• Curb islands at bridge abutments at Northwest 45th Street and 15th Avenue Northwest under the Ballard Bridge
  • New intersection signage at Ballard Avenue Northwest and Northwest 48th Street, and at Ballard Avenue Northwest and 17th Avenue Northwest
  • New speed limit sign on Shilshole Avenue Northwest and Northwest 45th Street between Northwest 46th Street and 11th Avenue Northwest
The original South Ballard Corridor Safety Project called for installing advisory bike lanes and speed humps along Northwest 45th Street. Advisory bike lanes clarify with dotted lines where drivers can expect to see bicyclists within a driving lane. Because this roadway segment is so narrow, one-way motor vehicle travel with a separate bike lane was determined to be a better option.

SDOT Progress Log on Burke Gilman Trail "missing link"

On Bike to Work Day, Despite light Sprinkles,
729 Bicyclists rode by
the station at 43rd & 8th Ave. NW
Between 5:50 and 9 AM

What's Happening with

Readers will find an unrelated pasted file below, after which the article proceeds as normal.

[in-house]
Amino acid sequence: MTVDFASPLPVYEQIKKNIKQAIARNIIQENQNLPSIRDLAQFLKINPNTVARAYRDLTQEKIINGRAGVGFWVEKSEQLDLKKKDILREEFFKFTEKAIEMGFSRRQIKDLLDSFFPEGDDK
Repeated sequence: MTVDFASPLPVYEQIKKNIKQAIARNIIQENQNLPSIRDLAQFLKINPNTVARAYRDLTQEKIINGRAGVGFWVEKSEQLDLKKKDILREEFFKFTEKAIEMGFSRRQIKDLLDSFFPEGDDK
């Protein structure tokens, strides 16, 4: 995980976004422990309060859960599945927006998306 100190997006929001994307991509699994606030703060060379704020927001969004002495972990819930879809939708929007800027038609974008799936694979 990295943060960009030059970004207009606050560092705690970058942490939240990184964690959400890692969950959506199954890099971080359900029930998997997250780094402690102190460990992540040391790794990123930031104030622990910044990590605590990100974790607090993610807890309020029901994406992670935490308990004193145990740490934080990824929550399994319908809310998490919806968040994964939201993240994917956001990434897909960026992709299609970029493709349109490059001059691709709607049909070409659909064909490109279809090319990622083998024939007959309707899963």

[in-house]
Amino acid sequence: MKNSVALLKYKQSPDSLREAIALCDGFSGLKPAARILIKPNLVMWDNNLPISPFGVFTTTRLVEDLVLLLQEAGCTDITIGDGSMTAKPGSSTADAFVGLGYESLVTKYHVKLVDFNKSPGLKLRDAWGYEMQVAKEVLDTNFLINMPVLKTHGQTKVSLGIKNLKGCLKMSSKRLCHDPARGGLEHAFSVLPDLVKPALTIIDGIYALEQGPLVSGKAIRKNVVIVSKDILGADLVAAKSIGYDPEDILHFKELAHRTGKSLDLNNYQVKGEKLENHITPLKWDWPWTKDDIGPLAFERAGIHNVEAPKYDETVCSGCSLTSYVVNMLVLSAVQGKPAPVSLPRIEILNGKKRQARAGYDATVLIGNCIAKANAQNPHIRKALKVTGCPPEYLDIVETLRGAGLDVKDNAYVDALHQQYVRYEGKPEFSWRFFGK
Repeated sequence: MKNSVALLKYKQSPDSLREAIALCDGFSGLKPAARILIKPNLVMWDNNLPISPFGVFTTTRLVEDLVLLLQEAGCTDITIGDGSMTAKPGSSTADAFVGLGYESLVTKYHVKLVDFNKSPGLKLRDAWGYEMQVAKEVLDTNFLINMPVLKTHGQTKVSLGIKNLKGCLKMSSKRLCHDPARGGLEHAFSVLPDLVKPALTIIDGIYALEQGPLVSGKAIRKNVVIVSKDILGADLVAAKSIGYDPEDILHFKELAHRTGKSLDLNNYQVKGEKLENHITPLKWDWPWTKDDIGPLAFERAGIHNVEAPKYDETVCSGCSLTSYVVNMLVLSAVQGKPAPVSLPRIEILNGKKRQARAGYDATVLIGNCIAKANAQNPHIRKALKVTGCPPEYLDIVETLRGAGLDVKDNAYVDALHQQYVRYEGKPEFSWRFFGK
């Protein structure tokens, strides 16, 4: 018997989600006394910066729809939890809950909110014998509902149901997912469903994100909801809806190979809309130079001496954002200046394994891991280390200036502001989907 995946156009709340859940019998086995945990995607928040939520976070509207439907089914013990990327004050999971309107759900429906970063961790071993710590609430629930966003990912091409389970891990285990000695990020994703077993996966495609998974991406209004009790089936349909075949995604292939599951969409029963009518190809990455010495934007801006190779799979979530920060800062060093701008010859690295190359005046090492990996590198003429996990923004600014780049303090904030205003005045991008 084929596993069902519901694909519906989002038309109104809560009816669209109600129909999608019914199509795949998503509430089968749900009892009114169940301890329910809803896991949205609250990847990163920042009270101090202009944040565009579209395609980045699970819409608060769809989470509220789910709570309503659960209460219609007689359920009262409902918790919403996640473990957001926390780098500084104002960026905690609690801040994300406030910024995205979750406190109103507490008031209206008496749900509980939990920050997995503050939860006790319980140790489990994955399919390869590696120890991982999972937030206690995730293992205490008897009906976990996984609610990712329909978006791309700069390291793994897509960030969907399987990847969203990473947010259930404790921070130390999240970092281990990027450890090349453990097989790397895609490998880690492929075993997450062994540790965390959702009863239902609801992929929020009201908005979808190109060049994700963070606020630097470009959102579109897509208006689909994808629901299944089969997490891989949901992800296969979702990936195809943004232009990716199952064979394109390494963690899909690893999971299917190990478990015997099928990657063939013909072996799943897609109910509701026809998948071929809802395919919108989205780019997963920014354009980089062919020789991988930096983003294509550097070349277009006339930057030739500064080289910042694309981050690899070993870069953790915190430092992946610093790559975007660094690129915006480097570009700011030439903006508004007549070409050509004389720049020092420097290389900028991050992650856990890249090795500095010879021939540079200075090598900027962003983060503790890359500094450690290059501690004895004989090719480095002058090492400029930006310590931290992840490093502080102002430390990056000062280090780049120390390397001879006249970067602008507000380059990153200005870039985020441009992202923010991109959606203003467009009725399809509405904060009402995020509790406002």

the Missing Link (May 2013)

What can you do to show continued support for the City's efforts to complete the BGT?
Email City Council members, especially those up for re-election this year, and Mayoral candidates. Tell them you support completion of the trail as embodied in the 2003 City Council Resolution 30583.

Thanks for your efforts--it's been 10 years and will be one or two more at the least.

Court Decision April 16, 2010
Requires Environmental Review

King County Superior Court Judge Jim Rogers ruled April 16 that the city must complete an environmental review of a five-block section between 17th Ave NW and NW Vernon Place along Shilshole Avenue before construction can begin on the Burke Gilman Trail's "missing link."